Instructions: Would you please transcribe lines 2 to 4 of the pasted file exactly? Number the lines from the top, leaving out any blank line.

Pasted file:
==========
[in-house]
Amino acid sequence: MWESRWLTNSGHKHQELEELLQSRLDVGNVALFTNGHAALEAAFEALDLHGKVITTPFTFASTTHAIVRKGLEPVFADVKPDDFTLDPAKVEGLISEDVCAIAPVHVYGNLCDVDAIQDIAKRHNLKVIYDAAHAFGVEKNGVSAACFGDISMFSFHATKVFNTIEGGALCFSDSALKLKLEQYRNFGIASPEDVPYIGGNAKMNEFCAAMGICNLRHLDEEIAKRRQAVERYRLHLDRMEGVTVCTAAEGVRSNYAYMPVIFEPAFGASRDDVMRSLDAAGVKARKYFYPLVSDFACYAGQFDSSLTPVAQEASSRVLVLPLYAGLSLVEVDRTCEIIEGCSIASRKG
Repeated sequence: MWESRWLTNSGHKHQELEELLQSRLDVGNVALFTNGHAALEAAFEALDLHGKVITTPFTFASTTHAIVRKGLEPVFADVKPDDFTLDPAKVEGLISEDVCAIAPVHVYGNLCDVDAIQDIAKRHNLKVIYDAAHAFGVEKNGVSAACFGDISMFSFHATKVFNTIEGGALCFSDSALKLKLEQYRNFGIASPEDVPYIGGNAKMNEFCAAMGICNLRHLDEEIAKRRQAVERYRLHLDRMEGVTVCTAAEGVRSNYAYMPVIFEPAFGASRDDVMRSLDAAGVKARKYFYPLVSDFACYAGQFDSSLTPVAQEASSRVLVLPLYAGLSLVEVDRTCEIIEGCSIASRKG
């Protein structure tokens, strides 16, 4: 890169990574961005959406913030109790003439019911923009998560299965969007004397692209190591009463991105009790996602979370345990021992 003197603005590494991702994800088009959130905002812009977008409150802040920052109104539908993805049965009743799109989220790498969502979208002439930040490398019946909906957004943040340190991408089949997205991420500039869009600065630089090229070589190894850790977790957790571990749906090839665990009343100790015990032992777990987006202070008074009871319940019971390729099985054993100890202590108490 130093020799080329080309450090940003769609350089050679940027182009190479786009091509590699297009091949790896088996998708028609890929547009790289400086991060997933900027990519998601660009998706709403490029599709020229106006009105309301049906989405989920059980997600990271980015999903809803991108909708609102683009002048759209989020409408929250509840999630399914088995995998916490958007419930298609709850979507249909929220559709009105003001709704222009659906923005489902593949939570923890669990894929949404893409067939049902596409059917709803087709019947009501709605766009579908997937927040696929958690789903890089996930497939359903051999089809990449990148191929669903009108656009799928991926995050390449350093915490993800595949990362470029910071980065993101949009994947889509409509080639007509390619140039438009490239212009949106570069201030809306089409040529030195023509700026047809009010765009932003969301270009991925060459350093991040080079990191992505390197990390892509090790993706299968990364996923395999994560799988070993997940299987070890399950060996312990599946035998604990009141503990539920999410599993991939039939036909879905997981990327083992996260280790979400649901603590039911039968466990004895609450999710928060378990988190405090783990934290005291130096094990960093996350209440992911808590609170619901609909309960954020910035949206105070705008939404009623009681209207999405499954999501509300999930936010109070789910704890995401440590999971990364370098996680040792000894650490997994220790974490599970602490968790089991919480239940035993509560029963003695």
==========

Amino acid sequence: MWESRWLTNSGHKHQELEELLQSRLDVGNVALFTNGHAALEAAFEALDLHGKVITTPFTFASTTHAIVRKGLEPVFADVKPDDFTLDPAKVEGLISEDVCAIAPVHVYGNLCDVDAIQDIAKRHNLKVIYDAAHAFGVEKNGVSAACFGDISMFSFHATKVFNTIEGGALCFSDSALKLKLEQYRNFGIASPEDVPYIGGNAKMNEFCAAMGICNLRHLDEEIAKRRQAVERYRLHLDRMEGVTVCTAAEGVRSNYAYMPVIFEPAFGASRDDVMRSLDAAGVKARKYFYPLVSDFACYAGQFDSSLTPVAQEASSRVLVLPLYAGLSLVEVDRTCEIIEGCSIASRKG
Repeated sequence: MWESRWLTNSGHKHQELEELLQSRLDVGNVALFTNGHAALEAAFEALDLHGKVITTPFTFASTTHAIVRKGLEPVFADVKPDDFTLDPAKVEGLISEDVCAIAPVHVYGNLCDVDAIQDIAKRHNLKVIYDAAHAFGVEKNGVSAACFGDISMFSFHATKVFNTIEGGALCFSDSALKLKLEQYRNFGIASPEDVPYIGGNAKMNEFCAAMGICNLRHLDEEIAKRRQAVERYRLHLDRMEGVTVCTAAEGVRSNYAYMPVIFEPAFGASRDDVMRSLDAAGVKARKYFYPLVSDFACYAGQFDSSLTPVAQEASSRVLVLPLYAGLSLVEVDRTCEIIEGCSIASRKG
């Protein structure tokens, strides 16, 4: 890169990574961005959406913030109790003439019911923009998560299965969007004397692209190591009463991105009790996602979370345990021992 003197603005590494991702994800088009959130905002812009977008409150802040920052109104539908993805049965009743799109989220790498969502979208002439930040490398019946909906957004943040340190991408089949997205991420500039869009600065630089090229070589190894850790977790957790571990749906090839665990009343100790015990032992777990987006202070008074009871319940019971390729099985054993100890202590108490 130093020799080329080309450090940003769609350089050679940027182009190479786009091509590699297009091949790896088996998708028609890929547009790289400086991060997933900027990519998601660009998706709403490029599709020229106006009105309301049906989405989920059980997600990271980015999903809803991108909708609102683009002048759209989020409408929250509840999630399914088995995998916490958007419930298609709850979507249909929220559709009105003001709704222009659906923005489902593949939570923890669990894929949404893409067939049902596409059917709803087709019947009501709605766009579908997937927040696929958690789903890089996930497939359903051999089809990449990148191929669903009108656009799928991926995050390449350093915490993800595949990362470029910071980065993101949009994947889509409509080639007509390619140039438009490239212009949106570069201030809306089409040529030195023509700026047809009010765009932003969301270009991925060459350093991040080079990191992505390197990390892509090790993706299968990364996923395999994560799988070993997940299987070890399950060996312990599946035998604990009141503990539920999410599993991939039939036909879905997981990327083992996260280790979400649901603590039911039968466990004895609450999710928060378990988190405090783990934290005291130096094990960093996350209440992911808590609170619901609909309960954020910035949206105070705008939404009623009681209207999405499954999501509300999930936010109070789910704890995401440590999971990364370098996680040792000894650490997994220790974490599970602490968790089991919480239940035993509560029963003695």